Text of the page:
And now I pass it on to (listed in no particular order)...
  1. Jessica Stanford at Girl, Unpublished
  2. Jen K Blom
  3. Astrid Paramita
  4. Christie Wright Wild at Write Wild
  5. Julie Hedlund at Write Up My Life
  6. Serena at I see you see
  7. Dawn Embers at Its in the Book
  8. Catherine Johnson at Kangaroobee's Blog
  9. Marieke at Marieke's Musings
  10. Madeleine at Scribble and Edit
  11. Lola Sharp at Sharp Pen/Dull Sword
  12. Patricia A. Timms at Simplicity in Volumes
  13. Adina West at Stairways and Landings
  14. Megan K. Bickel at The Write at Home Mom
  15. JEFritz at Still Writing...
This award seems to be making the rounds, so some of you may be getting it for the second time. But it's still well-deserved. :)

Friday, October 1, 2010

Woodsville

Serena at I see you see is hosting the Location, Location, Location blogfest today...

Looking for cool shade in summer, brilliant folliage in fall, pines blanketed with snow in winter, and bubbling brooks in spring? Woodsville provides all of these and more. Lose yourself among the fir trees, gather hazelnuts and chestnuts, and discover clearings blooming with wildflowers of every color. Each season Woodsville bursts with life in its various forms. Come reconnect with nature!



* * *

Autumn weather started really early here this year, back at the start of August. We've had cool temperatures, lots of rain, and very little sunshine (but today is an exception--the glare of sunlight on my computer monitor makes it doubly hard to force myself to stay inside and work).

But there's an upside.

The color of the fall foliage this year is the most intense I have ever seen (or can remember seeing, at any rate). I've been carrying a camera with me everywhere for the past week, wanting to capture the bold reds, oranges, yellows, even pinks (yes, pink leaves!). And since they make me happy, I thought I'd share them with you.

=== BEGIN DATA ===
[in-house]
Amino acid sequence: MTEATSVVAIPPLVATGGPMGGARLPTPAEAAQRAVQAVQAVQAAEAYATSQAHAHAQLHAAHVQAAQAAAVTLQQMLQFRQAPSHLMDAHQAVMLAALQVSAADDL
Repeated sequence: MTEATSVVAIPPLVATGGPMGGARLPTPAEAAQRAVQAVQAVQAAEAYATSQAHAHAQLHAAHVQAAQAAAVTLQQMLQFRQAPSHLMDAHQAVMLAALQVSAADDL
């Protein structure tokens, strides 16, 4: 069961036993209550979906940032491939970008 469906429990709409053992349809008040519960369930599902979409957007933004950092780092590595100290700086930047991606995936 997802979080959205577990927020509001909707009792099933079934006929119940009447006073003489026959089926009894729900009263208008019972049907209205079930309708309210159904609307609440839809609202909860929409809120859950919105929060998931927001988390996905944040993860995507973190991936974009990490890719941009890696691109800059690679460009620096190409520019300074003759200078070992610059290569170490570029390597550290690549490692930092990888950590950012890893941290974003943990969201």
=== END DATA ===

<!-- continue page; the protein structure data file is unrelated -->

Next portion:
What's your favorite season? Why?

Wednesday, September 29, 2010

Commitment

I did it. I just signed up for NaNoWriMo. It's not just talk anymore. I actually have to write a 50,000 page novel in November. What on earth was I thinking?

The moment I clicked the button and made a commitment, all of my plot ideas, character outlines, etc. fled my brain. They're gone. I can only hope they'll come back over the coming weeks. Tentatively at first, I'm sure, but then with greater purpose. I really hope I won't be so distracted by travel and jet lag that I'm not able to bring them back.  Because, really... I'm kind of freaking out right now.

But I did find this great site on How to Win at NaNoWriMo. I've done step 1, now I need to do something else for today until I can work on step 2. I sure hope my muse decides to make an appearance on November 1.

* * *

In WIP Wednesday news, I'm plodding along with Trifocal (73% done at this writing). Still not sure if I'm going to finish in the next week, but I'll try.

Are you doing NaNoWriMo this year? What progress have you made with your current WIP (or WsIP)?

Monday, September 27, 2010

Piecing it all together